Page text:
This is a global pandemic with barely any sector immune to the devastating impact on trade; companies of all shapes and sizes, from all four corners of the world are experiencing the same problems, challenges, and frustrations you are. You are not alone so don’t be afraid to ask for help.
- Know where you stand – When times are bad, it’s easy to ignore the situation and hope matters resolve themselves on their own accord; however, in reality, this is rarely the case. Instead, confront the situation you are in head on; ensure you know exactly what position is your company in and how you can improve this. Think about the following as a starting point:
o Are you claiming all the reliefs and entitlements you are entitled to?
o Have taken advantage of a tax deferral scheme, and if so, do you know when your next payment is due?
o Is your cash flow sufficient for covering your outgoings and how long will you be able to sustain this if your business activities continue to be curtailed?
o Are you prepared for re-opening when the time comes – do you have enough money to purchase necessary stock, and are you employees ready to return on short notice?
Taking the time to sit down and map out your financial and operation position will not only help you see where you stand from a practical point of view, but ensuring you have all the basics covered also goes a long way to easing an over-active mind.
- Don’t be afraid to ask for help – When you have evaluated your company yourself, consider taking advice from an outside party who will be able to look at your business from a new angle and spot potential where you may have glossed over it. Whether you are looking to scale a business, recognise where you need support, or identify areas which can be trimmed to allow vital resources to be diverted to more profitable areas of the business, a fresh set of eyes could be just what you need. This is where a business coach can help. Action Coach UK are the UK's No 1 business coaching firm with the skills and experience you need to propel your business to the next level.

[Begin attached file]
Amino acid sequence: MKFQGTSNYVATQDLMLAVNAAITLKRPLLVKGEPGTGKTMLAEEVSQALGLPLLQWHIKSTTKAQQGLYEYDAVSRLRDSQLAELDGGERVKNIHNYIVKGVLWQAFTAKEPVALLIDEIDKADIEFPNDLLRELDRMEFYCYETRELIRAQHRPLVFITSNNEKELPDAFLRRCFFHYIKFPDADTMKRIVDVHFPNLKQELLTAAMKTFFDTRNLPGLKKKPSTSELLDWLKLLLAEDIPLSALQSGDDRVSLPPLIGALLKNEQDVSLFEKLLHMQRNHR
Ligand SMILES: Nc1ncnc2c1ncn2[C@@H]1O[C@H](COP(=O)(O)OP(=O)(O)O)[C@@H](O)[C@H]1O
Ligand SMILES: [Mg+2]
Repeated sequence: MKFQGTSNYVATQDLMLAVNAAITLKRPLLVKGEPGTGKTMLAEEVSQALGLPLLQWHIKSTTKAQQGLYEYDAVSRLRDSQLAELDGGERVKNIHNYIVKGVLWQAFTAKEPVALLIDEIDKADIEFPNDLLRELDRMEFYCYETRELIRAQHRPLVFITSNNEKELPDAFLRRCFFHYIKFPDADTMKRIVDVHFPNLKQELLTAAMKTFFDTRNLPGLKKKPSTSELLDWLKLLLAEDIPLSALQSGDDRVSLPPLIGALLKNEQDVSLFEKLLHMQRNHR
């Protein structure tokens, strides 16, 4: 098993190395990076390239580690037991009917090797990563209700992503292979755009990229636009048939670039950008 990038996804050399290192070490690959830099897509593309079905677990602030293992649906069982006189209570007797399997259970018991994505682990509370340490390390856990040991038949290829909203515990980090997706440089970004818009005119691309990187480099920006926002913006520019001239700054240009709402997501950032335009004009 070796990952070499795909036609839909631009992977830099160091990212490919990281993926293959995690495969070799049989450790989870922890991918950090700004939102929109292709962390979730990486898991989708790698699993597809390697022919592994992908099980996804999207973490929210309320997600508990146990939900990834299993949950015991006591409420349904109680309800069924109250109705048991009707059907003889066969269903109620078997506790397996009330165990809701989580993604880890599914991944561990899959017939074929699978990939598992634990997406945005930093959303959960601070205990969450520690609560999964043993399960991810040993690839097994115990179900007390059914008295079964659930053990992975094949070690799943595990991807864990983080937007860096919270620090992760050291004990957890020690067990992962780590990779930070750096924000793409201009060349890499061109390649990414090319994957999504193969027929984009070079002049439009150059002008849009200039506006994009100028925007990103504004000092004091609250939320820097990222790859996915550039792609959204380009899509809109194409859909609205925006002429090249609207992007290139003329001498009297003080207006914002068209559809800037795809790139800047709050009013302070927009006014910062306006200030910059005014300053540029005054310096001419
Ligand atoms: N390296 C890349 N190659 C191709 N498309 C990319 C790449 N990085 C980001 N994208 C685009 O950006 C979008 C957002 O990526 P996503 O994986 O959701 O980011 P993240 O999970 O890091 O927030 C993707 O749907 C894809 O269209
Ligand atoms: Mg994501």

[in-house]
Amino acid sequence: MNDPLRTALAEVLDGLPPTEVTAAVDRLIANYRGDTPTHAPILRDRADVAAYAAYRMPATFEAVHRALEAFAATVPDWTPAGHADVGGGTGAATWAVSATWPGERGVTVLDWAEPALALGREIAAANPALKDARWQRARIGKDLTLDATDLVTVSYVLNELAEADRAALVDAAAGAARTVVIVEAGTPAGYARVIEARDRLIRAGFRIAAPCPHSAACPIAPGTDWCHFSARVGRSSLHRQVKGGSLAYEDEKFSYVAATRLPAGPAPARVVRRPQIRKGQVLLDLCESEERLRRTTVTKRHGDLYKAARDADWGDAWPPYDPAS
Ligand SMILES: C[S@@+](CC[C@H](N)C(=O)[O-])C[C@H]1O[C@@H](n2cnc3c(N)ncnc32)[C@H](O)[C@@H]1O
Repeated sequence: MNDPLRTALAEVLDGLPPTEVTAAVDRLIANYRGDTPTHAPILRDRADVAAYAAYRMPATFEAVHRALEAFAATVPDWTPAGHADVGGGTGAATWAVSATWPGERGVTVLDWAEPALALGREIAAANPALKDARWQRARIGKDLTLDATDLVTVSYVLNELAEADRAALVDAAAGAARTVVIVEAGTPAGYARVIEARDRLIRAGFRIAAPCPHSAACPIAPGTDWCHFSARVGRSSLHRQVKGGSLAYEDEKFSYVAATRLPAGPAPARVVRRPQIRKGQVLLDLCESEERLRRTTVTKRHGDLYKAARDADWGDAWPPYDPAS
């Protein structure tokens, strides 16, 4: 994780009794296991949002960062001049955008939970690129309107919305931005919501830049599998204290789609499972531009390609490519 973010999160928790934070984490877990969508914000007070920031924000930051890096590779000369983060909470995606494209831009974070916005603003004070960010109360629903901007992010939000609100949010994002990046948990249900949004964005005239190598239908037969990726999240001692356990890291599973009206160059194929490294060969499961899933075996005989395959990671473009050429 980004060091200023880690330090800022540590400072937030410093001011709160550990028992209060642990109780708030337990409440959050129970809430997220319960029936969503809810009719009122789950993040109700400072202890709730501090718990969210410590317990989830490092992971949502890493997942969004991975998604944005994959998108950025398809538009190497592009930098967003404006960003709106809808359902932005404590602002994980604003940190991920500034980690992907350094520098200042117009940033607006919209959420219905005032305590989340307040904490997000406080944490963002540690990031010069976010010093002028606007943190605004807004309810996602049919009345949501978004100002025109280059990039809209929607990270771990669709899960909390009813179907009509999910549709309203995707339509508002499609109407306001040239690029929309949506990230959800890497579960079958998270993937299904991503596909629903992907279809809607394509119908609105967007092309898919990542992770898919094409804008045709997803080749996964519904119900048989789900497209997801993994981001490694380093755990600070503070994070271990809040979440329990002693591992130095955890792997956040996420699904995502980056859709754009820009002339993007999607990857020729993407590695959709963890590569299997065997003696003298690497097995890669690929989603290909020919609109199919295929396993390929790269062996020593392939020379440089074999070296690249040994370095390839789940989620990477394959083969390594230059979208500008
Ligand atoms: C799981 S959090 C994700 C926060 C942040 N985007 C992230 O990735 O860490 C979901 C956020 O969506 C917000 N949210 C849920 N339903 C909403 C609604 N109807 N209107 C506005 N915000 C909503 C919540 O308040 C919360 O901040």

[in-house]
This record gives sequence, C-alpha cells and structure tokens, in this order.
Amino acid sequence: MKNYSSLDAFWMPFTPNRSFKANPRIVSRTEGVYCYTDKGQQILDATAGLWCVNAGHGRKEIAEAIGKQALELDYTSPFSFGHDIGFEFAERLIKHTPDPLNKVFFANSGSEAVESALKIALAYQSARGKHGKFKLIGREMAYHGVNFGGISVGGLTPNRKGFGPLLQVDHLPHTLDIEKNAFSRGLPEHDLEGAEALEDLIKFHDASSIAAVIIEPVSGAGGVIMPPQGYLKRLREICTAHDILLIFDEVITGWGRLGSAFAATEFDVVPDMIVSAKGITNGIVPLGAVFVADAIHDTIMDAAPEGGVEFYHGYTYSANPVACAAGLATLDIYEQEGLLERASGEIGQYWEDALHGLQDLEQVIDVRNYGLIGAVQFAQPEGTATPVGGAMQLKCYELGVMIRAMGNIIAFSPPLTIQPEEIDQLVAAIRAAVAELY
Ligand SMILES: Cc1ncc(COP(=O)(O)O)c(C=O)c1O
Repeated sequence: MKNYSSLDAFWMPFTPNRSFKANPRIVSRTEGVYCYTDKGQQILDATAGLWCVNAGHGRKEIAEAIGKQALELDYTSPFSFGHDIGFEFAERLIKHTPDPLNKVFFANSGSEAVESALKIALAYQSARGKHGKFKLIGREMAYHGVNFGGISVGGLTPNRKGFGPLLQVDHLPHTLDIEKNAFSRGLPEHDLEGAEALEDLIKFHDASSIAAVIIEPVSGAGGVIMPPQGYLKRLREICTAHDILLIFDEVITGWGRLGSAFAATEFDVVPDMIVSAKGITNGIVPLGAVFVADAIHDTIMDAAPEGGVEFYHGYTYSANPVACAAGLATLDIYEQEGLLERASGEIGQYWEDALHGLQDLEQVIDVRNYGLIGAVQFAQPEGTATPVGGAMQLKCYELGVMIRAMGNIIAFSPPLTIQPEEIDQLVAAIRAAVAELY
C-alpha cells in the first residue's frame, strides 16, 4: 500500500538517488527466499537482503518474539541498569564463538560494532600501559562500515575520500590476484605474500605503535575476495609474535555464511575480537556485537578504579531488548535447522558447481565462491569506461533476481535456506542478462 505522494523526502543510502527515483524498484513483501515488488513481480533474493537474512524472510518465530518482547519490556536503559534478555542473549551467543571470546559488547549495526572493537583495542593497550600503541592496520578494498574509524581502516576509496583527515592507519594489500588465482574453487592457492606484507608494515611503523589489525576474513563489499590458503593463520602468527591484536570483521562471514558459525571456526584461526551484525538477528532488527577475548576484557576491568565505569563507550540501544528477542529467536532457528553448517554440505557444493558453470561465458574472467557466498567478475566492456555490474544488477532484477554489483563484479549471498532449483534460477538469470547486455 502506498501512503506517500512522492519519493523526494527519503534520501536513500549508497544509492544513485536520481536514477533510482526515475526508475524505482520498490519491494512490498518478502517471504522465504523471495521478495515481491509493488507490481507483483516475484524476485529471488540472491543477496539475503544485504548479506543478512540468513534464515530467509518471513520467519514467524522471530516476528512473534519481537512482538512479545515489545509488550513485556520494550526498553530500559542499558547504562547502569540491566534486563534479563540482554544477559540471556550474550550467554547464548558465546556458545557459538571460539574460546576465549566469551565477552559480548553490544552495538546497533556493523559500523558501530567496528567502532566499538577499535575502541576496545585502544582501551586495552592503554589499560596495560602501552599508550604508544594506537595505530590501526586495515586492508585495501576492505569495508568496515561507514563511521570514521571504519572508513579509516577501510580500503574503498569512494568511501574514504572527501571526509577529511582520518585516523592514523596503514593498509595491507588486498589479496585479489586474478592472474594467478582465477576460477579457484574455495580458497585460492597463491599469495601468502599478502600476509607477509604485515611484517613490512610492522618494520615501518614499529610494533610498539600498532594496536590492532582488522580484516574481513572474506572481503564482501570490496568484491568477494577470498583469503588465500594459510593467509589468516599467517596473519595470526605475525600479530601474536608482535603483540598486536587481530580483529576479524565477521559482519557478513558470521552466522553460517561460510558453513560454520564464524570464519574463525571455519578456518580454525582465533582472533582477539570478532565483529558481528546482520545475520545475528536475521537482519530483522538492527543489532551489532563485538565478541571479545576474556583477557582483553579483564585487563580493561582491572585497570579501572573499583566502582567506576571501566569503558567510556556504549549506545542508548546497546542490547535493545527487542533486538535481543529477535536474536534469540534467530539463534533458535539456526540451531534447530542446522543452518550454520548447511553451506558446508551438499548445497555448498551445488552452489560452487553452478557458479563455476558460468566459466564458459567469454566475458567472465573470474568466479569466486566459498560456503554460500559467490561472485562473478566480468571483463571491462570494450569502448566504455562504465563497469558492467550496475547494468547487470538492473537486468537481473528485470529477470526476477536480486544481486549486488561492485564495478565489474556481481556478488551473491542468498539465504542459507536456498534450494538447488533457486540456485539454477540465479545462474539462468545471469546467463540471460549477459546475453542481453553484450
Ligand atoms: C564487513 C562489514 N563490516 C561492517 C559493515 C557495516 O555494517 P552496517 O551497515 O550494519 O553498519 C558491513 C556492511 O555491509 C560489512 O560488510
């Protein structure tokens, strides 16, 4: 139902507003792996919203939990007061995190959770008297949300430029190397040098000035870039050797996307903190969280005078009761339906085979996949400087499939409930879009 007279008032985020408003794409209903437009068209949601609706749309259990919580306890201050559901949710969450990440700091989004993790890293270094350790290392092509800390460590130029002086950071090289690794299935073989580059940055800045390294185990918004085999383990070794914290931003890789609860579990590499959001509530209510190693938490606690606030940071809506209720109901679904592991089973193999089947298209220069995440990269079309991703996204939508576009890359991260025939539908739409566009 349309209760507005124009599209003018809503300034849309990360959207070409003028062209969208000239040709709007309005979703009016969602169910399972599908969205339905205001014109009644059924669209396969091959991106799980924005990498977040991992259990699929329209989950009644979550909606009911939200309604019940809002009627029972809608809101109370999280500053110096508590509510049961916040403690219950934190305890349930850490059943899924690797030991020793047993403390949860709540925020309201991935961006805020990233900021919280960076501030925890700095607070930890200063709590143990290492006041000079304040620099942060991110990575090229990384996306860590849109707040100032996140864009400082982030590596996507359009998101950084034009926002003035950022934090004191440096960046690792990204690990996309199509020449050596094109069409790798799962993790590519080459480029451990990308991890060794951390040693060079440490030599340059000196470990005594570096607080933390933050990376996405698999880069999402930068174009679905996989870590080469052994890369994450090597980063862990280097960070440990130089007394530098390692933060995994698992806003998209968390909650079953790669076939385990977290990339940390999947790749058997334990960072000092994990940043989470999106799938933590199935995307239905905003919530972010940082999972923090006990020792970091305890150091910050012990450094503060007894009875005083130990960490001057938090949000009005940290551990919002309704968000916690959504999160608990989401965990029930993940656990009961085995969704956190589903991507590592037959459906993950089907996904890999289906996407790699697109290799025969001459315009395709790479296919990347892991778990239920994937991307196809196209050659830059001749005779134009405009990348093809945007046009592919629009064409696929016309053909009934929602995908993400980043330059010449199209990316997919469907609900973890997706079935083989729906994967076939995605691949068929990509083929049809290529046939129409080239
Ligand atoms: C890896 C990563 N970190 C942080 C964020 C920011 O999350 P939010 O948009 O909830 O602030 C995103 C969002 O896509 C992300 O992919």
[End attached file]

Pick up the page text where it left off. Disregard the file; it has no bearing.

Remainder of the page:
- With crisis comes opportunity – Evaluate what you have learnt and the skills you have developed through being forced into this new way of operating over the past year. Maybe you have learnt how to make faster decisions as you were forced to respond quickly and decisively to the ever-changing landscape; maybe you have adapting to flexible working arrangements which could cut down operational costs going forwards; perhaps you have dipped your toe into delivery, take away, or click and collect services; you may have been trading via a streamlined operating model which may have identified areas in your business which were not as cost-effective or as efficient as you hoped.
While looking back over your personal and business successes over the last year, make sure you look forward too. Minimising negative thinking and focussing on the positives is a great mindset to be in. Changing consumer preferences open up a whole new market which could be ripe for opportunity. Consider whether you are able to pivot your offerings or reach out to a new customer base to seize upon these shifting customer demands and expectations. This could be the opportunity to try something different with your business.
While Blue Monday may give us heightened awareness of our mental wellbeing, we should be thinking of our mental health on more than just this one day of the year, particularly amidst this period of global upheavel.
As we look towards a future free from the restraints we have been under for almost a year, you need to ensure you have the tools to re-charge your business as well as yourself as an individual.
While you may be diverting all your efforts into looking after your business at this time, don’t forget about yourself; your business is nothing without you.